Bayern Munich 2-1 Fiorentina Goals: 46' Robben (pen), 89' Klose; 50' Kroldrup
Bayern Munich 2-1 Fiorentina
Goals: 46' Robben (pen), 89' Klose; 50' Kroldrup
We all love football because of the highs and lows; the way a game can change with the flick of a boot or the nod of a head; its unpredictability. But there are times when its injustices make you question your attachment to the sport.
Fiorentina travelled to Germany as massive underdogs. Bayern had scored 39 goals in their last 11 games, Fiorentina had picked up only 2 points from the last 12 in the league. But as happens so often in football, the form book was thrown out the window when the Champions League music started. Far from being outplayed, Fiorentina matched the German giants blow for blow.
It was a couple of moments midway through the first half that should have raised the warning signs for what was to come, however. I’m not talking about any great Bayern chances (there were none), but two pieces of “play” by Van Bommel. First was a two footed jump at Montolivo, right in front of Tom Henning Ovrebo, the referee, who saw fit to only book him for it. Van Bommel then proceeded to dive a few minutes later – and Ovrebo must have thought it a dive as no foul was given. But no second yellow was produced.
Bayern of course then took an undeserved lead in stoppage time of the first half, Robben slotting home a penalty (although Ovrebo made another strange decision here, not allowing Gomez to score a rebound from the foul leading to the penalty, and instead making the Germans score again from the spot). That didn’t halt Prandelli’s men however, who quickly grabbed a deserved equaliser from Per Kroldrup following a corner.
It appeared the strange decision-making of Ovrebo would not harm them after all. But then Robben ran down the right wing. Gobbi turned, his elbow slightly raised admittedly, which led to Robben sprawling to the floor. It was a foul for obstruction, perhaps a harsh ref would say yellow, but incredibly Ovrebo, with the help of his assistant, pulled out a straight red.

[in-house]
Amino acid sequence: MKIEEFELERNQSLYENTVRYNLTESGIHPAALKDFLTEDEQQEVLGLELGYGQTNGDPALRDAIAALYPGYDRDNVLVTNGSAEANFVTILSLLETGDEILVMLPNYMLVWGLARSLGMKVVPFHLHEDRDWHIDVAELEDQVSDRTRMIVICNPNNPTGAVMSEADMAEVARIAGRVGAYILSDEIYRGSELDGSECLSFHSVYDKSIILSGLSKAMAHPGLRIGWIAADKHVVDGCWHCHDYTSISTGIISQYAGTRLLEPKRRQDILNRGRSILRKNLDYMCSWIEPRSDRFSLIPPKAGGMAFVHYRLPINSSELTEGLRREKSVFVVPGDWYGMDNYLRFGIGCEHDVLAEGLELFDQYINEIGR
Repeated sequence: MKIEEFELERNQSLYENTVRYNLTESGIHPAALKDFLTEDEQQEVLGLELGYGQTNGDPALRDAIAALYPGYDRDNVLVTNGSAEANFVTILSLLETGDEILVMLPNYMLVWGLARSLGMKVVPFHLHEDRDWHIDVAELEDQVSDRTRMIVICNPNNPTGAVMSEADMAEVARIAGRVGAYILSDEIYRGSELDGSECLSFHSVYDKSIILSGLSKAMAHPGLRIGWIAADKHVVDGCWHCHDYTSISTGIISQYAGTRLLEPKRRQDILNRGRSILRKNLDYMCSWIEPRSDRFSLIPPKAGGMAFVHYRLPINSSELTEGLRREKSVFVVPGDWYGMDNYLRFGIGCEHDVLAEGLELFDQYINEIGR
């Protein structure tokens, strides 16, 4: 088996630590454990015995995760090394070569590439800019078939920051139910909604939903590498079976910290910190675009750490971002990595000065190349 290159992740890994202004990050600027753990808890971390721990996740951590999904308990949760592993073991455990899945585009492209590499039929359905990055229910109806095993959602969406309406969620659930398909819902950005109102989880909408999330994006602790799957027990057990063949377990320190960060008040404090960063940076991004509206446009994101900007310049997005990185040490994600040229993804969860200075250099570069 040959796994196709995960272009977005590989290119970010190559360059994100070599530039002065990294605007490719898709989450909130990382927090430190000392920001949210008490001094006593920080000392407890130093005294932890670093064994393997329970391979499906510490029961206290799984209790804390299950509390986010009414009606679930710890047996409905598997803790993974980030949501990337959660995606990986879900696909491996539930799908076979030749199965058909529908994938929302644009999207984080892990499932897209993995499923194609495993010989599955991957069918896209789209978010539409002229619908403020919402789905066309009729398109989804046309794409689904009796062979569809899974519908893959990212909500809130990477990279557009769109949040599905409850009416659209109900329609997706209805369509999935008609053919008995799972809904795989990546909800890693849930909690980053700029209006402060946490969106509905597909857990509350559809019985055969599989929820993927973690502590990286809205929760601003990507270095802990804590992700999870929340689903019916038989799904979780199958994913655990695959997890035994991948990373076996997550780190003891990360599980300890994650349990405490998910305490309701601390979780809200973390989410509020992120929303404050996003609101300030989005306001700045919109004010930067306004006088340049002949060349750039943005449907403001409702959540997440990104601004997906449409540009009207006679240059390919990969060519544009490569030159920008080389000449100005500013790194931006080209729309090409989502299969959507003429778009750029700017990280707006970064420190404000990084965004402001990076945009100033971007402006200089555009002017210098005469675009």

Handing advantage to the Germans in such a way meant you feared the worst for Fiorentina, but again they stood resolute. Then Klose put in what can only be described as a leg-breaking challenge on Felipe, two feet off the ground, leading with his left foot, his studs cracking into the Brazilian’s shin. A straight red, in anyone’s book, particularly as it happened right in front of the linesman. But no, Ovrebo decided it was only a yellow.
Despite these ridiculous decisions, Fiorentina held on until the last minute. But they hadn’t banked on Ovrebo and his assistant playing their final card. And they saved the best for last. Robben hit a powerful shot from the right, which Frey beat out to Olic, whose header found Klose unmarked 5 yards out, and he headed home. Only it was obvious to everyone, in real time, never mind slow motion, that Klose was about two metres offside from Olic’s header. Not only that, he was offside from Robben’s initial shot.
The linesman was right in line as Olic headed it across and yet his flag amazingly stayed down. Fiorentina’s players were rightly furious, leading to a booking for Vargas. Frankly they deserve a medal for not completely losing the plot at the linesman and Ovrebo. His performance, from start to finish, was nothing short of a disgrace, daylight robbery from a Fiorentina side who deserved far more. It would be very easy to make a case for outright cheating, so bad and biased were his decisions. Even Sky’s pundits sided with the Italian team, which tells you something in itself.
Ovrebo has form for this, of course. He was the man at the centre of controversy in the Chelsea – Barcelona semi-final last year. He made bad decisions then, and yet he was awarded with another important Champions League tie. No doubt UEFA were sure he would justify their faith. Sadly he only showed how incompetent he – and by association – they are. Perhaps he will never be allowed to referee another important top level game again.
Sadly for Fiorentina and their fans that will be little consolation.
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